FNH fit and finish?

Discuss the FN Handgun lineup; the High Power, FNP, and FNX line.
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Snaproll
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FNH fit and finish?

Post by Snaproll » 16 Jul 2012, 10:42

I've bought two FNH pistols because of their functionality, but I have to wonder about how they design things. The tolerances seem to be good where it is important, (like the actual operation of the piece), but heck, don't they have eyes when it comes to checking some of the lines on their guns. Some fit about as well as a suit off the Goodwill rack. I'm used to pieces where their lines and finish are like a good car, not something built by AMC before they went under.

I remember thinking this about the Fiveseven when I got it. If I remember, the front of the slide overhung the frame by quite a bit. Not thousands or hundreths, but by 10ths of inches. Then on the FNP, which I am looking at, who deisgned the mag bottom plate? There is an 8th of an inch behind it and the front has an overbite that would take a skilled orthadontist to fix. The front of the slide and the frame don't line up, even the angles don't match up. The back of the slide and frame are off by about 1/32nd of an inch. The whole thing mates upo better if the slide is about 1/32nd of an inch further back. So why is it 1/32nd of an inch too far forward?

Everything works, which is what's important to me, but geeze, do these guys not design with CAD/CAM? Do they have CNC machines? The "finish" to the guns are fine, but it's almost like the parts like the slide, mags, frame were designed by different outfits and as long as they mated up it's 'good enough'. It just strikes me as odd for a company that puts out such neat designs.

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Re: FNH fit and finish?

Post by panzermk2 » 16 Jul 2012, 11:32

It is a weapon made for combat, end of story.
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Snaproll
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Re: FNH fit and finish?

Post by Snaproll » 16 Jul 2012, 14:23

panzermk2 wrote:It is a weapon made for combat, end of story.
So was the M1911, the FS92, the PPK (police work actually), AR15, HK94 and a host of others I own. The fit and finish of those are all very good to excellent. They were designed for the military, and perhaps they took a bit more time finishing civilian models, but the military versions were pretty close. The only other line of guns I've seen that have the "mass produced look" of the FNH's were eastern block rifles. Like I say, the gun is machined and in tolerance where it needs to be to function but... surely they could put more time into the cosmetics for civilian versions.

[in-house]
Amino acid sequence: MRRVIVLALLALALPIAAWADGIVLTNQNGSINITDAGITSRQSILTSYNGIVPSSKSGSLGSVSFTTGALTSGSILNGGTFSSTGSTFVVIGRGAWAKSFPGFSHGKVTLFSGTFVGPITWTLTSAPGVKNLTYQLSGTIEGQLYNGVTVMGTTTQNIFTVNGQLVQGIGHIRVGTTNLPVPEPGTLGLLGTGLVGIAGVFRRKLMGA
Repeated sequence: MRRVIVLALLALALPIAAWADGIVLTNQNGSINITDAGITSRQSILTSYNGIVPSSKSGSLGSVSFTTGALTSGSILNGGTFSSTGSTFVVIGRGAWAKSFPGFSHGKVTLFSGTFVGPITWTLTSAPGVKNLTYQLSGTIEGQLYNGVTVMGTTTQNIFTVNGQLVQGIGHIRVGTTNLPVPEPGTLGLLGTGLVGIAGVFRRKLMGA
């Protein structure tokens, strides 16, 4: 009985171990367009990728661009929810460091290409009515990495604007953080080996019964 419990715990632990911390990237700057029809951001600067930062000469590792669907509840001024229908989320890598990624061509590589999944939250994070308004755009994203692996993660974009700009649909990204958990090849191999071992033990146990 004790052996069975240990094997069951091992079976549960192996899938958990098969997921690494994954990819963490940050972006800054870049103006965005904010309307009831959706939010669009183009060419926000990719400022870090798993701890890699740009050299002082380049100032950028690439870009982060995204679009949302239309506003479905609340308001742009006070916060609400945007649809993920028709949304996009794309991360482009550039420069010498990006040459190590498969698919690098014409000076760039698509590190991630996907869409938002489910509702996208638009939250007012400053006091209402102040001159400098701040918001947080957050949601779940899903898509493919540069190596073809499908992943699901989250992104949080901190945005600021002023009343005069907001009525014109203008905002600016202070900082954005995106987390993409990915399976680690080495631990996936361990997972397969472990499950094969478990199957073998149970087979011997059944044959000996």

Correct me if I'm wrong, but for a 'combat pistol', even if it was designed as such, I don't believe anybody is actually using the FNP other than maybe some Belgium police forces. This is basically a civilian gun at this point. They could finish the guns a bit better given the low numbers produced for a civilian market.

If I was really worried about the look and finish though, I would have gone with a HK. I'm still sold on the FNP's functionality which is what I bought it for. Just saying the sloppy lines on the gun are a bit hard to miss.

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Re: FNH fit and finish?

Post by smpsmp » 16 Jul 2012, 22:04

The Glock and Sig 550 class of rifles were also designed as combat arms. You can see daylight between the upper and lower of each. The FNP/FNX has the use of a tool, not pretty, just functional. And a lot of original 1911's were sloppy as can be, but they were designed that way. The civilian market is what tightened that gun's tolerances up to the point that today the slightest bit of wiggle has people saying, the fit is awful.

Polymer guns tend to always have slop and play in them. Just the way it is. You can't hand fit metal to plastic like you can metal to metal.

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Re: FNH fit and finish?

Post by Cyberfly » 16 Jul 2012, 22:22

smpsmp wrote:Polymer guns tend to always have slop and play in them. Just the way it is. You can't hand fit metal to plastic like you can metal to metal.
I think that pretty much says it all.
You have to remember that what you are really seeing is a 'slide COVER'. Its there for looks and to give you something to grab hold of. Its made of plastic primarily to keep the weight down, but seriously, it is difficult when mass producing firearms to assure a perfect fit and finish on every one.
As you stated, the weapon works, and it works well. That is their primary focus.
If the weapon were fully metal and either cast or cast then machined to fit, you would most likely see much closer tolerances and better fit & finish in the end product. But like smpsmp stated, fitting metal to plastic, especially when mass producing, you'll lose that 'perfect' look on some.
The two that I had lined up perfectly, but I've seen others that looked like it was almost OOB.
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